In early February 2019, a group of 19 people from NEXT Plumbing and Hydronics Supply started on an adventure to Ecuador. As a coop student, I had only recently started with NEXT and although I recognized some faces when I arrived at the airport, I had had little to no interactions with most of them.
For the first 3 days, we spent time having fun, pushing our limits and stepping out of our comfort zones; getting to know and supporting each other in the process. We went white water rafting, rock climbing, zip lining and canyoneering – each activity presenting its own challenge, fear and experience.
As exciting and thrilling as those activities were, the most memorable part of the trip started the moment we entered the Amazon basin and arrived in the small community of Bellavista. I no longer felt like a tourist, but part of a group of people with the opportunity to help and learn about another group of people less fortunate than ourselves.
Here is what stood out to me:
- The people: The local literacy rate is low, yet the parents deeply understand the importance of an education. There is a strong sense of community and despite individual challenges, families work together on a regular basis to support the village and the children. In Ecuador, this is called a Minga: the coming together to build projects, and in our case, a new classroom for older children was built. I had the opportunity to work alongside the local families which gave me a greater connection to not only the pride and optimism they feel about their community and their gratefulness for the support, but also of their ongoing struggles and concern for their children’s future.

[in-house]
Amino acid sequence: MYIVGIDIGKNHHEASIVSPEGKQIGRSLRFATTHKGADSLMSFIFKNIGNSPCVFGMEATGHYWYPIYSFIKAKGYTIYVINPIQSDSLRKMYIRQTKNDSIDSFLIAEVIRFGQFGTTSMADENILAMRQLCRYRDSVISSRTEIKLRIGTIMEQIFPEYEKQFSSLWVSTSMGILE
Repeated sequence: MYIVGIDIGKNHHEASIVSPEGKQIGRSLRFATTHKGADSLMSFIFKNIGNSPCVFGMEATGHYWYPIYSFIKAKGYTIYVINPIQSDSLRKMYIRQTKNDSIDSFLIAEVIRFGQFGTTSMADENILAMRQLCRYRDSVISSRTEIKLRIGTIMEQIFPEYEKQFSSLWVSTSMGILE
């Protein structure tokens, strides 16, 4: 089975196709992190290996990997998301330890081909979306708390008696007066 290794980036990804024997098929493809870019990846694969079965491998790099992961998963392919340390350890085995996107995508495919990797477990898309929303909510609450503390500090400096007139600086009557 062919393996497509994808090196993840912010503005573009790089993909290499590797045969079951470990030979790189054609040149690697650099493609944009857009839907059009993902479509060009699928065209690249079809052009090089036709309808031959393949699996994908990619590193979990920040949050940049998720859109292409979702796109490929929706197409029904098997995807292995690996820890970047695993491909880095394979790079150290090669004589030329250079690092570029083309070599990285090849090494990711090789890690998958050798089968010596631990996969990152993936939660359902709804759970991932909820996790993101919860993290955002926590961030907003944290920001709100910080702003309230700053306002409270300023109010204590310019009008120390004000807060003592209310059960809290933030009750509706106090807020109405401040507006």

- The women: As much as they are still somewhat restricted by gender and social norms, the women’s groups continuously learn and look to find time to support each other and their daughters. They have embraced the opportunity, through Me to We, to create jewelry and small artisan products and openly share their pride in being able to generate income for themselves and their families. Together they shared with us how they make the bracelets – and this gave me a sense of how important it was for them to be a part of this shared experience as a community of women.
- The water: It is shocking to see the complete lack of clean water, the lack of governmental support and, in response, the amount of effort the locals have to go through in order to access it. I heard heartbreaking stories of the impacts of drinking tainted water on families and communities. I can’t imagine not being able to turn on the tap to get clean water, let alone, not having any other option but to drink something contaminated with pollutants. There is a visible and impactful difference in the communities that have been helped with access to clean water and thus, this continues to be the primary challenge along the Napo River.
- The food and health: There are plentiful and diverse foods that fill the Amazon and many locals are taking great care to farm their fruits and vegetables sustainably. Cacao, in particular, is a huge source of income for people in this area and they are focusing on maintaining plantations of native species which produce higher quality chocolate. Many plants also have medicinal properties employed by shaman and healer men to support the health of their communities, although modern clinics are slowly starting to become more available.
It is difficult to truly understand the struggles and challenges these people face but this trip has made me realize how important it is to help – locally or internationally, at every opportunity. One of my fondest memories will forever be of the little girls – smiling and laughing. They would ask me to spin them around and lift them into the air. They would ask me to run with them on my shoulders and exclaim how they felt like they were flying. It was moments like these that made the overall experience so rewarding.
I am extremely grateful to have had this opportunity with NEXT and it further emphasized to me, the company’s genuine commitment to giving back and helping community. My time at NEXT has provided me with many memorable experiences, of which Ecuador was only one.